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Updated: February 19, 2015
Many pool owners often will see sags, gaps, scratches and other issues with their vinyl pool liner every season. The change in temperature, constant rays from the sun and pool chemicals slowly wear away and discolor the liner, causing it to break from the wall. How much of it can be repaired versus replaced, and how much will those services cost? Learn more about vinyl pool liner repair and replacement, and what's involved in either process.
Repairing Vinyl Pool Liner
If your vinyl pool liner is in need of repair, there are some easy fixes you can usually do for less money than hiring a professional. What you'll do depends on the problem. Here are some of the most common problems you could encounter with a vinyl pool liner and how to fix it:
Liner bead off-track: When liners aren't tight because they�re off-center or too small or large, the beads will pop off-track. It's a simple fix to stretch and lock them back into place, though it will take muscle and time. Be prepared to lower the water levels in the pool a foot lower or more.
Leaking vinyl liner: When liners lose their elasticity, they might start to develop holes and punctures. This means pool leaks, and you might start to notice lower water levels over time. If you start adding an inch or more of water per week, there's likely a leak. If you don't fix the leak, water can wash out the backfill support, corrode walls, wash away sand and create sinkholes. It might require fixing a patch or hiring a professional to drain the pool and add a new liner.
Underwater leak: Vinyl adhesive can be used underwater without draining the pool. You might void the warranty of the liner if you drain the pool, so be sure to check.
When to Replace Vinyl Pool Liner
There are various reasons that lead to replacing the vinyl liner rather than trying to patch it. Be sure to check for these signs ahead of time so you don't lose too much water or cause an excess amount of damage to your pool. Otherwise you might need to do repairs to the swimming pool in addition to replacing the vinyl pool liner:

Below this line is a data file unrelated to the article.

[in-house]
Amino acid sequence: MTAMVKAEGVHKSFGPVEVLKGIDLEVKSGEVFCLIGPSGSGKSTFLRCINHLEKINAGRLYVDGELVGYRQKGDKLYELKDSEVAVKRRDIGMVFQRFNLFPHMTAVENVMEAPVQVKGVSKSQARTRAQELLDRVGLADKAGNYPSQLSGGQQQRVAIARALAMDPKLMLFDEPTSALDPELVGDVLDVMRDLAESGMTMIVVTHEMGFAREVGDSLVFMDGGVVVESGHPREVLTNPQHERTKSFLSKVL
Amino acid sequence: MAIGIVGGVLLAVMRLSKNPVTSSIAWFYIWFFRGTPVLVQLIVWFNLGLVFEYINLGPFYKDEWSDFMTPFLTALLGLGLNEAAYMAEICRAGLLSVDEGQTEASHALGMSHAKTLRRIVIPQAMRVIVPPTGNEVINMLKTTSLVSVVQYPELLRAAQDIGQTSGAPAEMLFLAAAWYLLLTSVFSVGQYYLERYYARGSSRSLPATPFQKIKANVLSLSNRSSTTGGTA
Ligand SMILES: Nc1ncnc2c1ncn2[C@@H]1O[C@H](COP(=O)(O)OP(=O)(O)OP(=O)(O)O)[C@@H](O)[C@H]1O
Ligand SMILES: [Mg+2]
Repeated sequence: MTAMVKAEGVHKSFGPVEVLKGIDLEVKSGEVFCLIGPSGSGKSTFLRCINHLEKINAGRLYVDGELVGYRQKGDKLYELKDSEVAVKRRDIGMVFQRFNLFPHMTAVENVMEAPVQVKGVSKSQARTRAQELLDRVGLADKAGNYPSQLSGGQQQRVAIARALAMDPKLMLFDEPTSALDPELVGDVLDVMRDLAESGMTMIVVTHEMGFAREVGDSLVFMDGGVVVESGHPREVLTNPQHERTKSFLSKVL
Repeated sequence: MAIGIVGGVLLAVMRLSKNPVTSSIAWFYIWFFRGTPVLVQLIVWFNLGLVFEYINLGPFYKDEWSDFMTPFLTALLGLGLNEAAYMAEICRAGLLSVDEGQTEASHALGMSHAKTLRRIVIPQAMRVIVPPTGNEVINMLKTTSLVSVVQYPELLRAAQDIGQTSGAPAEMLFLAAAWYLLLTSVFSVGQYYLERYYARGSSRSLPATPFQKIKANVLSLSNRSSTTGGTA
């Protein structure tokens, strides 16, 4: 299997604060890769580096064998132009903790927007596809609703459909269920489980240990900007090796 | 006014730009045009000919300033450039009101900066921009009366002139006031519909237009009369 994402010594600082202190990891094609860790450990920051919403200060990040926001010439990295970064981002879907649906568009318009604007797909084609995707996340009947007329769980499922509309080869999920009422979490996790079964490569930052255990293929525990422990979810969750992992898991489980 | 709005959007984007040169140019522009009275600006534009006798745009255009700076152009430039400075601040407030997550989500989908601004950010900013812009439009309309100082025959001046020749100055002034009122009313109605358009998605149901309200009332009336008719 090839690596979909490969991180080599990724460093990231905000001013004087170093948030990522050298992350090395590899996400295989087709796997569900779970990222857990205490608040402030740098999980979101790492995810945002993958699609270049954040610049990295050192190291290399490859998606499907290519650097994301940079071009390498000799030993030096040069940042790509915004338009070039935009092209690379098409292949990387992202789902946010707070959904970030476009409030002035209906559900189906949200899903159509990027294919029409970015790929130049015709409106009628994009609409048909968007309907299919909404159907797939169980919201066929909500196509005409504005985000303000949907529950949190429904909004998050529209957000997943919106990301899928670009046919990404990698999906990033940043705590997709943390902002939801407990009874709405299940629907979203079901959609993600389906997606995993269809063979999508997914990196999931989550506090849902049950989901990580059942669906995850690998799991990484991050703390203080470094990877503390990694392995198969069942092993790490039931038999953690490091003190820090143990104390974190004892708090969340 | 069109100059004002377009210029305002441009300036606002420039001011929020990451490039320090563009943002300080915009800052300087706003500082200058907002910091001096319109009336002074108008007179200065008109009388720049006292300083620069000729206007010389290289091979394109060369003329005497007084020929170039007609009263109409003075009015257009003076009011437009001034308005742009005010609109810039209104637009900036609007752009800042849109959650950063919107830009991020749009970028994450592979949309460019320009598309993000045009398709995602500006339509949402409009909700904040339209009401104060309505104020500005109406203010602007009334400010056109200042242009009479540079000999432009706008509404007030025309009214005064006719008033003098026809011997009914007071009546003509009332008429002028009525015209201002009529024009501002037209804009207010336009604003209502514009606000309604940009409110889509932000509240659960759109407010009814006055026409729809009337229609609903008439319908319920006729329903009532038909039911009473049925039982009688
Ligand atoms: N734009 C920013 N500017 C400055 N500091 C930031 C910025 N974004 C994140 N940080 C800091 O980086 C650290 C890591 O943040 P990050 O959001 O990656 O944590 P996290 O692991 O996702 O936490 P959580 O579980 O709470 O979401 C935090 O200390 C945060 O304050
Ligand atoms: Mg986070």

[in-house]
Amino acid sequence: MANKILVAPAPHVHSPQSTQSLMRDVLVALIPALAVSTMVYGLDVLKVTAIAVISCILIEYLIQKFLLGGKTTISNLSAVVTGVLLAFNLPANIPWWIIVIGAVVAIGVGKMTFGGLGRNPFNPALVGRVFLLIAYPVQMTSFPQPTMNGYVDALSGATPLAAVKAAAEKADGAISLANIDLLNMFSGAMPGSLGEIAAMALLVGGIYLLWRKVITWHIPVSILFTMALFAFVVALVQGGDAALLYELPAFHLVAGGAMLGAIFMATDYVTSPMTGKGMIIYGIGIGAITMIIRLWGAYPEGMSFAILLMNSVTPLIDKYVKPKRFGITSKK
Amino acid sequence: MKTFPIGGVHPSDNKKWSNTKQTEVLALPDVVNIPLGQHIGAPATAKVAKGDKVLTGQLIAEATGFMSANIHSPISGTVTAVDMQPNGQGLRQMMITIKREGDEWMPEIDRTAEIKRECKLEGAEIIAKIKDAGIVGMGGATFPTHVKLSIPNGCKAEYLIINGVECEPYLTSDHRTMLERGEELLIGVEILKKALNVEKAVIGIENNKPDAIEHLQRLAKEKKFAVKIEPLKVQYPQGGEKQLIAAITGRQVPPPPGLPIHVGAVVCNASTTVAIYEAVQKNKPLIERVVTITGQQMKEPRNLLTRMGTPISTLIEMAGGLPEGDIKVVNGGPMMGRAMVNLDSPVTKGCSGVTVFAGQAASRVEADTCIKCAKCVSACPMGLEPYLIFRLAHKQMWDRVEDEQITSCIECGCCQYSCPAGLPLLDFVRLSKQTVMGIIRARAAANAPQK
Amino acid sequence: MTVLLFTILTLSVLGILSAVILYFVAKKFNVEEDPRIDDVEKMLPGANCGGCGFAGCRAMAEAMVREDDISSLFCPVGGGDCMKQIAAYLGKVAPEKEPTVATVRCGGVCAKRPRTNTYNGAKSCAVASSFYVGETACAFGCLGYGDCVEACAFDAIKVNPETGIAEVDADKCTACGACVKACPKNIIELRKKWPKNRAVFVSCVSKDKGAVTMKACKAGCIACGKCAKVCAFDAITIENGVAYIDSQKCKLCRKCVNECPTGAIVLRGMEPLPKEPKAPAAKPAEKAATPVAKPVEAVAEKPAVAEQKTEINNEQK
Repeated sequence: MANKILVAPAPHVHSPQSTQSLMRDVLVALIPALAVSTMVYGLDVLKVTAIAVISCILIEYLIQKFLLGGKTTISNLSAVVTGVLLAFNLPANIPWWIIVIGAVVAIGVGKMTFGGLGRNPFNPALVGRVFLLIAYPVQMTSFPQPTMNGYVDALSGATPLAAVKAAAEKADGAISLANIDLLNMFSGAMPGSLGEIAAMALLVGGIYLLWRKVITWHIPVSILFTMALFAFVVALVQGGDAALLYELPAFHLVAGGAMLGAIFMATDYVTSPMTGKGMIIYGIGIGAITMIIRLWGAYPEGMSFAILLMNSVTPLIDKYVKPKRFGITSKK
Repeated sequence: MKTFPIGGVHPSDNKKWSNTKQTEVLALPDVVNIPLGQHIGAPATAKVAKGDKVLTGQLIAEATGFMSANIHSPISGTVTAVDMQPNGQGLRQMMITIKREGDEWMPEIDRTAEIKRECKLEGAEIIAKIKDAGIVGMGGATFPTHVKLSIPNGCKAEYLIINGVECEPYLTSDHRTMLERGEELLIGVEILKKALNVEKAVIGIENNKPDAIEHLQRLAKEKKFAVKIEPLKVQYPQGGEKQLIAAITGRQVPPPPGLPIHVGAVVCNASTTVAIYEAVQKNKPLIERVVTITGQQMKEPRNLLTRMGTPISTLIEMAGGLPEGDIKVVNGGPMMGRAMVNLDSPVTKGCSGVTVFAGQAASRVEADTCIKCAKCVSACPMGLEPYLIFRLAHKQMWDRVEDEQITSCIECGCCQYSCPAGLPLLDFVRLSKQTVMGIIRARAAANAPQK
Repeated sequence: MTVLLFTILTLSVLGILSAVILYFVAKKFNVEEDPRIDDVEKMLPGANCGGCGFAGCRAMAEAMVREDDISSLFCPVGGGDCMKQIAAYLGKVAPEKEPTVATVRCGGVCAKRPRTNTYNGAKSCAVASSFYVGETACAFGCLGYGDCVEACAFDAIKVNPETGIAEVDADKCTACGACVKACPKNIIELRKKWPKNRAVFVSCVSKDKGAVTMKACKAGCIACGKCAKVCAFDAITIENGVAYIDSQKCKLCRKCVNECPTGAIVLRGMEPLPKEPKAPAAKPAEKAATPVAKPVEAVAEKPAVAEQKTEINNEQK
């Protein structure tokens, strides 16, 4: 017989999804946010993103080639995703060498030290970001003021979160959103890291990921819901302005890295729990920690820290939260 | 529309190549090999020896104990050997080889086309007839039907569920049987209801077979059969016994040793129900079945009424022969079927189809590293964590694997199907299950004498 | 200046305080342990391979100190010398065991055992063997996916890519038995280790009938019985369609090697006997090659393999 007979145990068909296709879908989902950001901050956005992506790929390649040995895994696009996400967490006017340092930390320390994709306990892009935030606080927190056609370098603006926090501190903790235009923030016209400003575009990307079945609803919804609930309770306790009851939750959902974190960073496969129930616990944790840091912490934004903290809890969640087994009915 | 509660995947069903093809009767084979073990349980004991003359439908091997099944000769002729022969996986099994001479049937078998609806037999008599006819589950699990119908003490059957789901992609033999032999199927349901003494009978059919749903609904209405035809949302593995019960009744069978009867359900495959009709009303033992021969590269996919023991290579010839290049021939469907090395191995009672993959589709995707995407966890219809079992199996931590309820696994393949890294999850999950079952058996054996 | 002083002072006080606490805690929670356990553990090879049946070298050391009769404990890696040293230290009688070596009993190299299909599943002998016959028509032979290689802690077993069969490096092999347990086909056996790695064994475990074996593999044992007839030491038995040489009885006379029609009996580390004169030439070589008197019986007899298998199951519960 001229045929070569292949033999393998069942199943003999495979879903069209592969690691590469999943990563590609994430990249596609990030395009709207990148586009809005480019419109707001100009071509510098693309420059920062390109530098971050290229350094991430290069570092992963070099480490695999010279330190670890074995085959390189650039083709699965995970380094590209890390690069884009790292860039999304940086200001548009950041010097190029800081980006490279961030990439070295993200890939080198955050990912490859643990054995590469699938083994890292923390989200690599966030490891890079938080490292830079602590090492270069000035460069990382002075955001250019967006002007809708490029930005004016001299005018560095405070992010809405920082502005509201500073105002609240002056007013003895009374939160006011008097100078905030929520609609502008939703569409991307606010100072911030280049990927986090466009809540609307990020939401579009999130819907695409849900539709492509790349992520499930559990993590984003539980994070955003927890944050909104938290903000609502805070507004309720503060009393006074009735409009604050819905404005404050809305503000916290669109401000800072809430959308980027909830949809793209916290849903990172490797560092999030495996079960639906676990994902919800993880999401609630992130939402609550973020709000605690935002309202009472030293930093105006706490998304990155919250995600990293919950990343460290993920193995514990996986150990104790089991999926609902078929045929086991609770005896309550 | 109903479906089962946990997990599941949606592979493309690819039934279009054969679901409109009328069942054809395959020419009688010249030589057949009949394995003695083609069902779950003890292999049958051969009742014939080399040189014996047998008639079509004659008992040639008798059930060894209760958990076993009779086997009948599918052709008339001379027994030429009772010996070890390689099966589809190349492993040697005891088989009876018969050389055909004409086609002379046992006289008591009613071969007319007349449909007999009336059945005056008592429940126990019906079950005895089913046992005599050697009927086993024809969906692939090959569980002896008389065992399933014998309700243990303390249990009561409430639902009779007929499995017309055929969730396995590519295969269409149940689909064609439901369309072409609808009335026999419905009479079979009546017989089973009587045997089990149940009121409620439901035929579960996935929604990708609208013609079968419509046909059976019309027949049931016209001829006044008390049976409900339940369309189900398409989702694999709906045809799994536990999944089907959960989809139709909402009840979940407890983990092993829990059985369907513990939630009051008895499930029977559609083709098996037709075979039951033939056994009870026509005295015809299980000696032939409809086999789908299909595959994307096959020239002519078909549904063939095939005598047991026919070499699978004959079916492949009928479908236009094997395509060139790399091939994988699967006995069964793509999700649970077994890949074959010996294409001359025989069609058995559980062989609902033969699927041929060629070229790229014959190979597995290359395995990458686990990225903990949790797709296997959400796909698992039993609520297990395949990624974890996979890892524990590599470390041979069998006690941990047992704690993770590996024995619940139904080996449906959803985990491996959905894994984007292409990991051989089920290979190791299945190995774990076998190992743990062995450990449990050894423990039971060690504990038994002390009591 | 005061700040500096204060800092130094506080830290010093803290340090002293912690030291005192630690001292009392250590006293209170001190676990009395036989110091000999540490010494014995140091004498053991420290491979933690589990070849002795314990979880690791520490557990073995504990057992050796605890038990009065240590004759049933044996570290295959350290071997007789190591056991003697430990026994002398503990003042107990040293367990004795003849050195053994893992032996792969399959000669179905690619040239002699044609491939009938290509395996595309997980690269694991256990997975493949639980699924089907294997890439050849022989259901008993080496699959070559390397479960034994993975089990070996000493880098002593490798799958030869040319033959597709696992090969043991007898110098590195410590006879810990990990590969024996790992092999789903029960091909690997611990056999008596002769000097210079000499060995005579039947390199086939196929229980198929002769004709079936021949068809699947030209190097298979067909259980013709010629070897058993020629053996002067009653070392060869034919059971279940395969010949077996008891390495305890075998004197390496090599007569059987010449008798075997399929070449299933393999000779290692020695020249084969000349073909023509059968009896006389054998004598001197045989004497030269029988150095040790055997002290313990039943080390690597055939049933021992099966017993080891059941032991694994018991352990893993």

Age: As a vinyl pool liner grows older, it loses elasticity. The sun and weather conditions, along with the chemicals, wear it down. So it loses its color and can't support the pool wall or water pressure. When that happens, chunks of it fall off above the water line. These pieces will have to be replaced by a professional because they're too worn to patch.
Improper installation: Vinyl pool liners are supposed to be protective covers, not structural parts of your swimming pool. If they're installed incorrectly, they won't touch the ground and pool walls like they're supposed to. This could lead to a void in the warranty because it damages the liner bead or rips.
Cut by sharp objects: Since vinyl pool liners are soft, they can easily be cut. It's not easy to patch a vinyl pool liner after such an accident, so it's easier to replace than try and patch badly.
Wrong pool chemicals: If the wrong balance of pool chemicals is used, it can eat away at the vinyl pool liner faster. You need to be sure to use vinyl safe chemicals or not install a vinyl pool liner around your pool.
Replace with Vinyl or Fiberglass?
If you have to replace your vinyl pool liner, a swimming pool professional might recommend fiberglass materials. How do you determine which one is better?
Vinyl pool is the cheaper option for installation and doesn't have a rough surface. It also doesn't allow for algae growth and can be customized into any pool shape. However, its warranty is usually very pro-rated so it will cost a lot to replace or repair in comparison to fiberglass.
Fiberglass is lower maintenance and more aesthetically pleasing. Its long-term cost is usually less than a vinyl pool liner, and its resale value with the swimming pool is higher. However, homeowners will have to pay a lot more upfront to have it installed.
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